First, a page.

In other news, I'd thought I'd touch upon the increasing difficulties of being a modern day illustrator and designer. In a world where commissioned custom work is compensated via pennies, while the demand for quality is still there, it becomes increasingly harder to make a living as an independent contractor illustrating for someone else. This was corroborated to me recently, when a long time, successful freelance illustrator friend, who was not merely an illustrator, but also a talented hand letterer, graphic designer AND illustrator (like myself, but he is WAAAAY more talented, and many others who now HAVE to wear multiple hats), decided to take a more stable route with the unicorn that is an in-house, well-paying, illustrator job. The ole, stable, W-2. Although I'd argue the well-paying part when the inflation of living costs take up all the paycheck. No one can blame him and he is wise to take the opportunity when that unicorn arises if that's what he'd like. I, for one, get bored too quickly and would be itching to do other creative stuff. However, it does touch upon an issue that I don't think educators are recognizing to begin with - that all young people, regardless of if you're in the arts or not, are at the mercy of someone else granting us our "big break" for our numerous skills that the employer doesn't necessarily value or respect, or least of all, pay a decent and fair living wage for. I think it's so refreshing to see the younger generations take the bull by the horns and create something that others have to SEEK THEM OUT for. That is how I'd like to approach my illustration and career.
I like being able to decide how to art direct my product and test its response. Of course, no one's commissioning me to do it outright and upfront, but I also don't have to deal with the often unpleasant experience of dealing with difficult clients. Best of all, I can reap the longer term financial benefits that a non-work-for-hire piece can fetch. Of course, this is not without its cons. I have been blessed in that many mass market chains, companies, and other similar market, home decor and art places have expressed interest in licensing and carrying my work, but then you hear their terms of how little they want to give you for it. It really can crush you. On one hand, it's wonderful to feel validated and know that they think of your work highly enough to want to take that chance on you and offer it to the masses. On the other hand, you wrestle with the idea that you are inherently devaluing your work when you allow it to be sold for so cheaply in some of these mass market places....especially when they are offering you so little, relatively speaking, to do so. Sure, this nice chunk of change upfront is great, but now your name is synonymous with that price point, and that chunk of change is a one time deal that will have ripple effects on your long term career as an illustrator. Is it selling out? What does that even mean? This is where the work-for-hire illustrators have it better as they can get away with doing one-off illustrations for let's say, the big company's ad campaign, but don't necessarily have to contend with being carried in-store, having to sell directly to the public. Last I heard, there hasn't really been someone successfully straddling multiple consumer markets without devaluing their own work. People want exclusivity. I guess the way one could contend with that is to offer a separate line, under a different name - kinda like how fashion designers have their normal high-end line, then their exclusive lower-end line with Target. If any one has any ideas, please do enlighten me. At the end of the day, I'm all for passive income that frees up my own time to do more self-directed, active pursuits.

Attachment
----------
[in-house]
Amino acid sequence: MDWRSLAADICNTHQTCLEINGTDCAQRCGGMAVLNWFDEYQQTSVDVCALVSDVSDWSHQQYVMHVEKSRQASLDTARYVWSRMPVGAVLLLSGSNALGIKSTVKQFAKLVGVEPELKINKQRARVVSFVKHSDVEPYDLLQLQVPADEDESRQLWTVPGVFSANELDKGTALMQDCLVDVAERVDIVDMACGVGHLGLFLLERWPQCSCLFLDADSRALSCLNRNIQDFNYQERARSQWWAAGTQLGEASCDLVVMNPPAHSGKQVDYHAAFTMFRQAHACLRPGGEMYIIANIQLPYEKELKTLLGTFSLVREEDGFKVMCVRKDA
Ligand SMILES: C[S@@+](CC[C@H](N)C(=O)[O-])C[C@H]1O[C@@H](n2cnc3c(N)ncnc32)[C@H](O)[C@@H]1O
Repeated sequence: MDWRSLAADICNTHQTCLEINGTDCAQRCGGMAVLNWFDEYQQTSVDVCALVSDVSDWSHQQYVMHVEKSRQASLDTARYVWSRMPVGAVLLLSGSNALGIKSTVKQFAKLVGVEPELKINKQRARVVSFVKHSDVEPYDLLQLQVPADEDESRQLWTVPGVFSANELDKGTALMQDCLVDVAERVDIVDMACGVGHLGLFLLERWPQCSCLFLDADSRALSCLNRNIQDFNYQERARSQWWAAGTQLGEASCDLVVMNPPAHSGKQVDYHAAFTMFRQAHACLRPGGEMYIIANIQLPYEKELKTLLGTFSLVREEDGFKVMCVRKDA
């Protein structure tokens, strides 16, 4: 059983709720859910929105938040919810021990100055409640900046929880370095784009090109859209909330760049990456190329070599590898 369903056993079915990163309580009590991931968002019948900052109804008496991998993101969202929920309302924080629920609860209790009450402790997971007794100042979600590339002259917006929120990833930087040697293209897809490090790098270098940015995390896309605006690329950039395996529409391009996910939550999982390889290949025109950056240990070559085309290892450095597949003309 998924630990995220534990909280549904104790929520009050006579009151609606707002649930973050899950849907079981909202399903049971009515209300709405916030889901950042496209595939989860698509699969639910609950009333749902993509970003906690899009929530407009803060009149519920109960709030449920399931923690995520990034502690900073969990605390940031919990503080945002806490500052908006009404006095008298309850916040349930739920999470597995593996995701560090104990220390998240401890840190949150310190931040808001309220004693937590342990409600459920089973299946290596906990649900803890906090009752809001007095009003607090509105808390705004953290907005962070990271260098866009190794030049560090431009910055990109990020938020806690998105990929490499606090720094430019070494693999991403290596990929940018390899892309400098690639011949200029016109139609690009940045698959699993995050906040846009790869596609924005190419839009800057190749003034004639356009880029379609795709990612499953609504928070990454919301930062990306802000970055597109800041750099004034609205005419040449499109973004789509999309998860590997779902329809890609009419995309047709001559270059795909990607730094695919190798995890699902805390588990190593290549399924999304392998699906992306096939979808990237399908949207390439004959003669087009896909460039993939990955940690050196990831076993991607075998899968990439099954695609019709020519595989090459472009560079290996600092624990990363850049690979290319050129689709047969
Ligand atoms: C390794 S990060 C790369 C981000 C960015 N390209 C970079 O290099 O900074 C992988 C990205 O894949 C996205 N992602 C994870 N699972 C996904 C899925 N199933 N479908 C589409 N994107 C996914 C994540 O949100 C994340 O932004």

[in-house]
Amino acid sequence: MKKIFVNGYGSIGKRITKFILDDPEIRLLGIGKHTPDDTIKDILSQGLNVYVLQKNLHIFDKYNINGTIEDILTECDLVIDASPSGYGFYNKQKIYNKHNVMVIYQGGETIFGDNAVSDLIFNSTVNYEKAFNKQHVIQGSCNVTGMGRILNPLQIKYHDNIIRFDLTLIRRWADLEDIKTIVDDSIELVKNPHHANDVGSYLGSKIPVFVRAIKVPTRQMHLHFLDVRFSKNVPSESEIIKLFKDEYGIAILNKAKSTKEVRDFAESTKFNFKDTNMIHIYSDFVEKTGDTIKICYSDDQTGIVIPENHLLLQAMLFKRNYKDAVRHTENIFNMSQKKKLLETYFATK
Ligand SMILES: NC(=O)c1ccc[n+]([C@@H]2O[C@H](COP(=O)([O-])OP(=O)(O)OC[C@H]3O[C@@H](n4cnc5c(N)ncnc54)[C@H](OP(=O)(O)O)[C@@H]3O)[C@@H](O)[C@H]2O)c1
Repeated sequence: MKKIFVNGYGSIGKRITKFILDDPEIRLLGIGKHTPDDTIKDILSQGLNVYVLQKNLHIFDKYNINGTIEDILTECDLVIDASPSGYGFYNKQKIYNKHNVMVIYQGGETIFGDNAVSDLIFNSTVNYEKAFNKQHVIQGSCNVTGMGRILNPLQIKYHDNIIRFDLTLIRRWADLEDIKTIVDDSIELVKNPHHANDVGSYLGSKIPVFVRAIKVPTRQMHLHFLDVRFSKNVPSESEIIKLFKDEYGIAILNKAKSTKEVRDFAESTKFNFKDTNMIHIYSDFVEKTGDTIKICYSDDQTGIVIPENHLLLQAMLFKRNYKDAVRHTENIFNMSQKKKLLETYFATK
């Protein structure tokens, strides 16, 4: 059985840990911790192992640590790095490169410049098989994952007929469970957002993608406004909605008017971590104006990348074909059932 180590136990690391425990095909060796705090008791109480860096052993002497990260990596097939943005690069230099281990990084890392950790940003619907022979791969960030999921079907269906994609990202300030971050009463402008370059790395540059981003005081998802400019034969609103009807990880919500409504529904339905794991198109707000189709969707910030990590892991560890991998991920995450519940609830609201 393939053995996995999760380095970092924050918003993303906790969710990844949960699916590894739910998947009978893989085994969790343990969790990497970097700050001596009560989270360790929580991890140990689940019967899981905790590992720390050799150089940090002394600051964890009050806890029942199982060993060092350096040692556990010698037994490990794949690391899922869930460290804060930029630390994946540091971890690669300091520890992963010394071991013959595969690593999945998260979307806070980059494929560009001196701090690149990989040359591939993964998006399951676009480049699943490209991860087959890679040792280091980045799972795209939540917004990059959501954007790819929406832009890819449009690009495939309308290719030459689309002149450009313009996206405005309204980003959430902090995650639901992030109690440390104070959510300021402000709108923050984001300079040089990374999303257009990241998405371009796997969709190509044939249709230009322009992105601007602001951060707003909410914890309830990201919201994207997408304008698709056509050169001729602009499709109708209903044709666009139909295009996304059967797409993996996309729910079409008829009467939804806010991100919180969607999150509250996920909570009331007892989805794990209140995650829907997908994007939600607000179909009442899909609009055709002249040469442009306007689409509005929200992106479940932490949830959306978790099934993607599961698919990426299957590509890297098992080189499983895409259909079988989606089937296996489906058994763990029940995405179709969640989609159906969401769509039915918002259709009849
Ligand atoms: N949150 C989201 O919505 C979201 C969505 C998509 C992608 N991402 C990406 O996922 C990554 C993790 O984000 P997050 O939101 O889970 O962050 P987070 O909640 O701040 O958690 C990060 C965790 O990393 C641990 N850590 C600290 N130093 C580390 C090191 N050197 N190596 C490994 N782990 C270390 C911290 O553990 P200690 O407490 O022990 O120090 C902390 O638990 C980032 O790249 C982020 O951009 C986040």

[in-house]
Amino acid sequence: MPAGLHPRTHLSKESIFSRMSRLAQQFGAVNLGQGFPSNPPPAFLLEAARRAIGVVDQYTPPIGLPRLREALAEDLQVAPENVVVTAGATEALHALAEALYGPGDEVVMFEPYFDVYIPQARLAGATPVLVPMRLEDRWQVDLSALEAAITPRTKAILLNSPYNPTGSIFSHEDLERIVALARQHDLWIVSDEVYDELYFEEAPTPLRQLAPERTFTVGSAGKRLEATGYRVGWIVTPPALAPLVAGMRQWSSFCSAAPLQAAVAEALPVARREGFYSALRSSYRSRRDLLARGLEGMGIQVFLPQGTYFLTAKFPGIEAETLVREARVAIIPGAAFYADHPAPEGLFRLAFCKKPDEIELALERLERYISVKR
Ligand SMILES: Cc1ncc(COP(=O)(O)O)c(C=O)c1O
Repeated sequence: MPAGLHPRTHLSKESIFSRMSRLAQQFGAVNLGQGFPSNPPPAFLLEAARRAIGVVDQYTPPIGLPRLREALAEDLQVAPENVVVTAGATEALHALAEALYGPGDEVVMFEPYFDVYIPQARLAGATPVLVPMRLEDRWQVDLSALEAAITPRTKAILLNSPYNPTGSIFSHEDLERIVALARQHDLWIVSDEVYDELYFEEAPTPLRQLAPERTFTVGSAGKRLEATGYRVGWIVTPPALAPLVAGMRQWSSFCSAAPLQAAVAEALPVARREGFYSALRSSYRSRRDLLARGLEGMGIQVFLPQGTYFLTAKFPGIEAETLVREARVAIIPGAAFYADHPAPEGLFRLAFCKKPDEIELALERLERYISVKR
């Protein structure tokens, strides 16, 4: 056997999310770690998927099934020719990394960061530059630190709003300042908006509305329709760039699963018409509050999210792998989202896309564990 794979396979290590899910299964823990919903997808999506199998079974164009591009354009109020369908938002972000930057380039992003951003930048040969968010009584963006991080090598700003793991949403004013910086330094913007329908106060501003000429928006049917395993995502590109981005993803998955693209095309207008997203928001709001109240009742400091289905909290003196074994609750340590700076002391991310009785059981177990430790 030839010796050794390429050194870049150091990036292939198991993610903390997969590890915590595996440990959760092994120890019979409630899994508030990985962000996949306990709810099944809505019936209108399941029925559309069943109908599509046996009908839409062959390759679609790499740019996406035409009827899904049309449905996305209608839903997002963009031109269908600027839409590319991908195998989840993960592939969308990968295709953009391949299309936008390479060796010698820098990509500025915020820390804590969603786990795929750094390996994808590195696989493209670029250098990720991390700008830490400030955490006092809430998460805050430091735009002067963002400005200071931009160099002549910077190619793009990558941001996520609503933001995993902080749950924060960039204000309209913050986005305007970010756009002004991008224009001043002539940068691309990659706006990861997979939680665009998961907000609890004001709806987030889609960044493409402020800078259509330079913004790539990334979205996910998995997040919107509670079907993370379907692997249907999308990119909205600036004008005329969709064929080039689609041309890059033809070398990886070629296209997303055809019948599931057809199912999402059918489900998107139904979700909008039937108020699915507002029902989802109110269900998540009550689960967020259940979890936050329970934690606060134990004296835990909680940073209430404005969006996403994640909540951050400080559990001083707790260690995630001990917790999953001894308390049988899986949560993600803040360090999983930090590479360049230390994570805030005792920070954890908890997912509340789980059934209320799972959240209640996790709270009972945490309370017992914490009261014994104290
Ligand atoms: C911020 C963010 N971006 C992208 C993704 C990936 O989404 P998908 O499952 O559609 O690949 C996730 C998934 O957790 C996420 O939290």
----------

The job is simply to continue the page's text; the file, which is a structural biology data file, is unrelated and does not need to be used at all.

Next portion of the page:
In the meantime. I have started a new series of illustrating "art that's smart" that is both functional, useful, visually appealing, and will hopefully fit in with a lot of people's home interior style. In other words, I hope it's appealing enough to people to want to support me and purchase it! I also get the added benefit that I get to choose how and what to draw so brownie points for it being fun for me too. More often than not, illustrating for others loses the fun aspect and just becomes another job - albeit, often not a decent paying one at that. If that's the case, I'd rather not have fun, as "real" jobs aren't necessarily supposed to, and try to get paid more :). I'm not quite ready yet to sacrifice fun and will just find creative ways to make $ that is still fun! Stay tuned for what's to come! :)
Thanks for your feedback and as always, your continued support.